Drum Muffling Part 2: Bass Drum Muffling

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Drum Muffling Part 2: Bass Drum Muffling Image

In many ways, bass drums define the sound of the drum kit. An appropriate tuning for a bop gig would be laughable for a metal session, and an open, “John Bonham” sound probably wouldn't work for folk music.

The diameter and depth of the drum, coupled with the heads selected, will determine the potential of the drum. Muffling, tuning and the player's touch will determine the actual sound that the drum produces.

Only you can determine the appropriate bass drum sound for the music you are making. However, it is good to experiment and learn how to modify the sound of your bass drum. You may be surprised by the range of sounds available to you without buying another kit.


No Muffling:

The biggest, loudest and longest bass drum note will come from a completely wide-open, un-muffled drum with a full (not ported) resonant head. Tuning of an un-muffled drum is critical, as small differences in tension can cause large effects on the overall sound of the drum. Relative tension differences between the batter and resonant heads can drastically change what both you and your audience hear.

Muffling and/or porting your drum will begin to add clarity to your bass drum notes, while incrementally reducing the overall volume. For drummers who play a lot of bass drum notes, or who use close mics or triggers, some muffling will be essential.



Cutting a hole in the resonant head is commonly done to accommodate a microphone, but it also allows large amounts of air to exit the drum, and decreases the reaction of the resonant head.  This will drastically reduce the sustain of the drum.

Although there isn't a wrong place to port a resonant head, cutting a hole in the centre of the head will eliminate almost all of its tone. If you want to maintain the most utility from the reso, you should make the hole 4 – 6” in diameter and a few inches in from the outside edge. Smaller holes allow more resonant tone, but may make microphone placement more difficult.


Felt Strips:

For a booming bass drum with just a hint of control, you may want to try using felt strips. Popular since the big-band era, felt strips are available from manufacturers such as Gibraltar, or you can simply make your own. 

Gibraltar Bass Drum Felt Strips

Check out these Gibraltar Bass Drum Felt Strips!



Adding blankets, pillows or your dirty laundry to the inside of the drum can muffle in three ways:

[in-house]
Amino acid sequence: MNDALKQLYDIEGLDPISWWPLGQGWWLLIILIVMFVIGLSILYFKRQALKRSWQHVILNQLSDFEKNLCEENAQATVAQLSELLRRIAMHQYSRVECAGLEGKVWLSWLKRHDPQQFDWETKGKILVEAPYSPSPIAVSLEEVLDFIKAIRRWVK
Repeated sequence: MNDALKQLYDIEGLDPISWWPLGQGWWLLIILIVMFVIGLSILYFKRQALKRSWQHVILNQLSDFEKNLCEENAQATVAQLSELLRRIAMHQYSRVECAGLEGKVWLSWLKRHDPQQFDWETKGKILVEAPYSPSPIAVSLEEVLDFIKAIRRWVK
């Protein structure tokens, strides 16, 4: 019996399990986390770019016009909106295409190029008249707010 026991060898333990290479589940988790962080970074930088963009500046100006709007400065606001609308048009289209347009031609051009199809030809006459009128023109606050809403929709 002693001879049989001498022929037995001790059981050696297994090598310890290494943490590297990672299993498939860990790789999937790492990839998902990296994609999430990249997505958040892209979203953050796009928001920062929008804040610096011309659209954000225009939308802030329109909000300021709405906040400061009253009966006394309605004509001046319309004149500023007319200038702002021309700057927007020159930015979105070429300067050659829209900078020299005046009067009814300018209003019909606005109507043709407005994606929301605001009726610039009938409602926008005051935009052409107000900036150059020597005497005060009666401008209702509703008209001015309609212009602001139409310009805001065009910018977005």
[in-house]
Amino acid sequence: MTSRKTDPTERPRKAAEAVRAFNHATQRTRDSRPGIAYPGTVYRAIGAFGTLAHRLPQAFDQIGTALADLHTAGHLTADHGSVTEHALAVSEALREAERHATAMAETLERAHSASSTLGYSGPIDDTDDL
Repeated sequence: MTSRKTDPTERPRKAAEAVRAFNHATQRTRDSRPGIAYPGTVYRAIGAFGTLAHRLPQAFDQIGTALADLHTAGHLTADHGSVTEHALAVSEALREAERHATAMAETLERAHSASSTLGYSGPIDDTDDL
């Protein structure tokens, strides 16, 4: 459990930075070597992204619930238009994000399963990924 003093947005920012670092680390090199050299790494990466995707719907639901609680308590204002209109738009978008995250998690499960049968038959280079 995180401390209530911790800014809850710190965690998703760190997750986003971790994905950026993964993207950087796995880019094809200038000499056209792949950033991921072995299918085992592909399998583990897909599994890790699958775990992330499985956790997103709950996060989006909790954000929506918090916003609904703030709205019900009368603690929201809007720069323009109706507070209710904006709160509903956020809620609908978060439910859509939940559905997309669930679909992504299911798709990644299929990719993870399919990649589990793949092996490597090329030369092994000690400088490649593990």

1.  By contacting the batter and/or resonant heads and limiting their ability to transmit or reflect sound.

2.  By taking up air space inside the drum.

3.  By making the interior of the drum irregular, and thus less sound reflective.


A number of manufacturers make pillows specifically designed for bass drums, allowing you to keep the frilly throw cushions on grandma's couch, and keep the inside of your bass drum looking as “pro” as the outside.

Popular options include the Evans EQ Pad which is a great adjustable damper that is lightweight and low profile. Will a folded sweatshirt work as well? Maybe, but it won't look as good or be nearly as consistent in effect.

Evans EQ Pad Bass Drum Damper

Check out this Evans EQ Pad Bass Drum Damper!


Pre-muffled Batter Heads:

Another popular option developed in recent years is the pre-muffled batter head.  These heads incorporate rings of dampening material adhered to the inside or outside of the head

Evans EMAD (Externally Mounted Adjustable Dampening) bass drum heads allow for three different levels of dampening (by adding or removing foam rings). The benefit is a drum that is consistently controlled with little or no extra material placed inside the drum, meaning you get muffling with maximum volume! Note: you cannot completely remove the dampening to achieve a wide-open sound when you want to. 

Evans EMAD Batter Coated White Drumhead

Check out the Evans EMAD Batter Coated White Drumhead!


In Summary:

Luckily, experimenting with bass drum muffling can be relatively easy and inexpensive. Enjoy the process of figuring how muffling each head of the drum affects the sound. Go crazy and fill your bass drum with sofa cushions to see what it does, or try to get a great tone out of the drum with it completely empty...the range of sound available from a single drum is staggering. Take the time to learn how to get a full range of sounds from your bass drum.

Ultimately, your bass drum sound should be a conscious choice, not a random one. Having a sound that is appropriate to the music you're making is vital to the sound of your entire band. 

Learning to tune your drums properly can be as much of a learning experience as learning to play them...and it is of equal importance to you and your audience!


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Tony Bouma (“Tony B.”) is a drummer, martial artist and painter living in Southwestern Ontario. In his 25-plus years behind the kit, he has backed numerous rock, blues and country acts on local and regional levels. Tony works at Long & McQuade in Cambridge.

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